There have been no mechanical changes in the recent Journey updates and the SXT continues using the same 2.7-litre V6 engine that produces 136kW of power and 256Nm of torque. It’s not a weak engine but has to be worked hard to get the 1,865kg Journey moving with any real haste. However, once up to cruising speed the Journey is nicely settled and few buyers in this segment will require greater straight-line performance. Round the suburbs and at motorway speeds the six-cylinder motor functions adequately.

Shifting the gears is a six-speed auto box which works hard to extract all available power from the motor; it’s quick kicking down a gear and is fairly intuitive in its changes. Power is shifted exclusively to the front wheels and while this denies the Journey any 4WD capability it helps achieve a 10.3l/100km combined fuel economy. This makes the Journey a thirsty vehicle to run and plenty of round town activity will push that fuel economy figure even higher.

When it comes to handling the Journey does lean its broad shoulders into corners resulting in some body roll. There are also occasional moments of torque-steer if you’re too vigorous with the go pedal. However, during daily cruising the ride is very comfortable and the Journey eats up potholes and road bumps like its mum baked them. The steering is also good, being responsive and fairly precise but still lightly weighted.

One of the advantages of the Journey’s six-cylinder engine is that it’s a fairly quiet unit and little engine noise enters the cabin. Wind noise and tyre roar are also well suppressed making for a tranquil vehicle once the kids have been dropped at school.

Safety bases are covered with front, side and curtain airbags all included, in addition to various electronic aides like stability control, traction control, hill start assist and a roll mitigation system.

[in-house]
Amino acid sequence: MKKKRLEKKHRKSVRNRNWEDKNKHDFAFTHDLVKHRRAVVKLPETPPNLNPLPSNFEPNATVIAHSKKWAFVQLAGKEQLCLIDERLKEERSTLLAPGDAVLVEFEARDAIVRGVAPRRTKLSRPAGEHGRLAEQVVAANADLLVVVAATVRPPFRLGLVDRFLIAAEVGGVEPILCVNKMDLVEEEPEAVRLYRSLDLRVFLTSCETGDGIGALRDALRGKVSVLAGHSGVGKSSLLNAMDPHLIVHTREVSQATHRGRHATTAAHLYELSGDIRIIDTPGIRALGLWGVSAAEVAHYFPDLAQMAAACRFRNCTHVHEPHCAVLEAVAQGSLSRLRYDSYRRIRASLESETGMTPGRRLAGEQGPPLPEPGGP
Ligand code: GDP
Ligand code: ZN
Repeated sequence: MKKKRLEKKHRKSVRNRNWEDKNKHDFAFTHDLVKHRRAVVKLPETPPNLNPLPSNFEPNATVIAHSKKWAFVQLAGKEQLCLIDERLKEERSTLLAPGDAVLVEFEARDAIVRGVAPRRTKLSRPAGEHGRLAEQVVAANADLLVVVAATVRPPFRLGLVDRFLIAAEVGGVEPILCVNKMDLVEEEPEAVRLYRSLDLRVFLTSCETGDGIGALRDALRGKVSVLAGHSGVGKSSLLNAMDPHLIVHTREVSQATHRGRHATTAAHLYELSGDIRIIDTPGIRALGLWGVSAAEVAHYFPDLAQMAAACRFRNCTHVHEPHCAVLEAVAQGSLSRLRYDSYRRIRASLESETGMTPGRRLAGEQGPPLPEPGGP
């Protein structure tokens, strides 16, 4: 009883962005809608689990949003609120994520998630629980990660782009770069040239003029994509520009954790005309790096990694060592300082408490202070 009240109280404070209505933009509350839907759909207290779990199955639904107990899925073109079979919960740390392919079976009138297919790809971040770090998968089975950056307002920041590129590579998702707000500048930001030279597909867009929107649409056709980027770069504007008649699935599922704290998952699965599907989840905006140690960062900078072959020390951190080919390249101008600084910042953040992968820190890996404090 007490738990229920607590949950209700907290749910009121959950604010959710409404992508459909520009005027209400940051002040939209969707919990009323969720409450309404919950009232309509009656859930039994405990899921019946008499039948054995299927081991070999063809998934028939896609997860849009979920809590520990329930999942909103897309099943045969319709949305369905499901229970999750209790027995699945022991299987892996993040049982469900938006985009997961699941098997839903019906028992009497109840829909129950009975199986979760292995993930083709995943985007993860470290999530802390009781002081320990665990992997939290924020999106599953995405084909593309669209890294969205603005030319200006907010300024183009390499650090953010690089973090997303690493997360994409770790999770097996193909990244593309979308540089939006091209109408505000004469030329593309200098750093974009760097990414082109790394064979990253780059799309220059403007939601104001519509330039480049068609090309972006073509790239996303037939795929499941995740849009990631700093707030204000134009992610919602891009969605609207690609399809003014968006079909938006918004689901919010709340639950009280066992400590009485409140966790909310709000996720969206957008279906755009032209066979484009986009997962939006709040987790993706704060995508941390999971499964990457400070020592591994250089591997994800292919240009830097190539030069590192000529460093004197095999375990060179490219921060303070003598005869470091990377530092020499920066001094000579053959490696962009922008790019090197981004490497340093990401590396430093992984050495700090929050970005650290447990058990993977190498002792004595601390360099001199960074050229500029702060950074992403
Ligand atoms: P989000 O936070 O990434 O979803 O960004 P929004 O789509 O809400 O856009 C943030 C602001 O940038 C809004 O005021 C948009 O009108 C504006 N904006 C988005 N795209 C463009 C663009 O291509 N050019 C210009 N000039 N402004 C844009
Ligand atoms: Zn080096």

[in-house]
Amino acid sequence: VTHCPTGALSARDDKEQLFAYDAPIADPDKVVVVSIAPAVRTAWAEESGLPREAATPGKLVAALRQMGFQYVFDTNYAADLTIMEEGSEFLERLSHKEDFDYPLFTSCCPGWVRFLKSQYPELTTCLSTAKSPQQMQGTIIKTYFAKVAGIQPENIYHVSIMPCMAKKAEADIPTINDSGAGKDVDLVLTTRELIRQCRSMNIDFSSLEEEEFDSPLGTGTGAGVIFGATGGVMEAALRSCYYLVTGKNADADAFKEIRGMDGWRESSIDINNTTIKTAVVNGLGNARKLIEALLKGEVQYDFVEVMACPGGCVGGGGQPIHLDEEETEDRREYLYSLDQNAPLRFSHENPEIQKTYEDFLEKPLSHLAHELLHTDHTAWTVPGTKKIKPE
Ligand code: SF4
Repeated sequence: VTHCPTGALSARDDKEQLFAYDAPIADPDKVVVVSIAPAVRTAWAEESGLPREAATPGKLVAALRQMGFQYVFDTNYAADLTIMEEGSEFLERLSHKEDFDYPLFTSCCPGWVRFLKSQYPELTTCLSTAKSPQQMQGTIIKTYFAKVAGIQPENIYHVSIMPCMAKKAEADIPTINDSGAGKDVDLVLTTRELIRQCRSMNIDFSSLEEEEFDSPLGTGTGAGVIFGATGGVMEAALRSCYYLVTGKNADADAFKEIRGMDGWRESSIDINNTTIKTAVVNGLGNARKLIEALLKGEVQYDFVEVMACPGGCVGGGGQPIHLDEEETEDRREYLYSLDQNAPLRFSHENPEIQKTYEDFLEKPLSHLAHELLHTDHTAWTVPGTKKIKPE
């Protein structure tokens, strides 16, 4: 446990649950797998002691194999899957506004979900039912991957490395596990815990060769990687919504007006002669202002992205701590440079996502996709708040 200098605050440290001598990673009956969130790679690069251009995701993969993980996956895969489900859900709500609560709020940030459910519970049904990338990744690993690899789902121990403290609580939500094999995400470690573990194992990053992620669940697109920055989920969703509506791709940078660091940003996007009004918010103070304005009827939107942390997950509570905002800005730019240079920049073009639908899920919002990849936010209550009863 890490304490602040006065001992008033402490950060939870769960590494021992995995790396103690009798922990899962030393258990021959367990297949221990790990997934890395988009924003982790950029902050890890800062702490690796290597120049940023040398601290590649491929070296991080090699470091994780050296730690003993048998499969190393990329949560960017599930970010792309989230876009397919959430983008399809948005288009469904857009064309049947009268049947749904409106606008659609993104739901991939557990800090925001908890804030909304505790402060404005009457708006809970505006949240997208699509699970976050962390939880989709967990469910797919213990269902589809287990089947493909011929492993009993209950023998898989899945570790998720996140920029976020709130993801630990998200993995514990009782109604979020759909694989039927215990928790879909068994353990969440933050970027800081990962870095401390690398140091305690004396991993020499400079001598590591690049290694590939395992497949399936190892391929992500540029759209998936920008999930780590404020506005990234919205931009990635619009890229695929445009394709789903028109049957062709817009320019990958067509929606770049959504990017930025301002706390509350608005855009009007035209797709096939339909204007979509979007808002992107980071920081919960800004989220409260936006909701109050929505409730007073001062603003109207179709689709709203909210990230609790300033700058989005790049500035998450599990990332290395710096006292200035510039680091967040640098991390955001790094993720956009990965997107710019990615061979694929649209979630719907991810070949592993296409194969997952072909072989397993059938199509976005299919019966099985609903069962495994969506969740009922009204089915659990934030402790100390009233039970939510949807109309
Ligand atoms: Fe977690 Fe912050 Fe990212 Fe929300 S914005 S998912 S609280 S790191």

The Dodge Journey doesn’t pose a particularly difficult equation. If you’re looking for a rapid, sports-focused steer the Journey probably isn’t for you. If you want a spacious, highly practical family hauler with stand-out-styling at a price under $40k then the Journey SXT may make an attractive prospect. There are some concessions to be made in terms of fuel economy and interior aesthetics, but for large families and those who require genuine 7-seat capability the Journey makes a lot of sense.

Price: $39,990

What we like:

  • Distinctive styling
  • Comfortable ride
  • Good equipment level for the price

What we don’t like:

  • It’s a thirsty beast
  • Dated instrument cluster
  • Body roll

Words and Photos: Adam Mamo

Other reviews of interest:

Kia Carnival Ltd (2010) — Road Test

Hyundai Santa Fe CRDi Elite (2010) — Road Test

Jeep Cherokee Sport (2010) — Road Test

Honda Odyssey (2009) — Road Test

Dodge Journey SXT (2010) – Specifications

Power kW @ rpm 136 @ 5,500
Torque N.m @ rpm 256 @ 4,000
Transmission 6-speed automatic with Auto Stick  with manual shift mode
Alternator (A) 140 160
Battery 525-amp maintenance free
Service interval, primary (km) 12,000
Fuel economy – combined (L/100km) 10.3
Fuel economy – urban (L/100km) 15.0
Fuel economy – extra-urban (L/100km) 7.6
CO2 emissions (g/km) 246

Warranty duration 36-month/100,000km
Emergency 24-hour  road-side assistance 36-month

Wheels and Tyres
— Wheel size, material 17″ alloy
— Tyre size 225/65R17 BSW Touring
— Spare Compact

— Type 4-wheel disc anti-lock (ABS)
— Discs – front/rear (mm) 302×28/305×12
— Calipers – front/rear (mm) 66/43

— Type Firm-feel power rack and pinion
— Lock-to-lock 2.9
— Turning diameter (m) 11.7 11.9

— Type — front Independent MacPherson struts with cast lower control arms, stabiliser bars and  high-strength steel coil springs
— Type — rear Independent multi-link with trailing arm, bi-lateral links, stabiliser bars and high-strength steel coil springs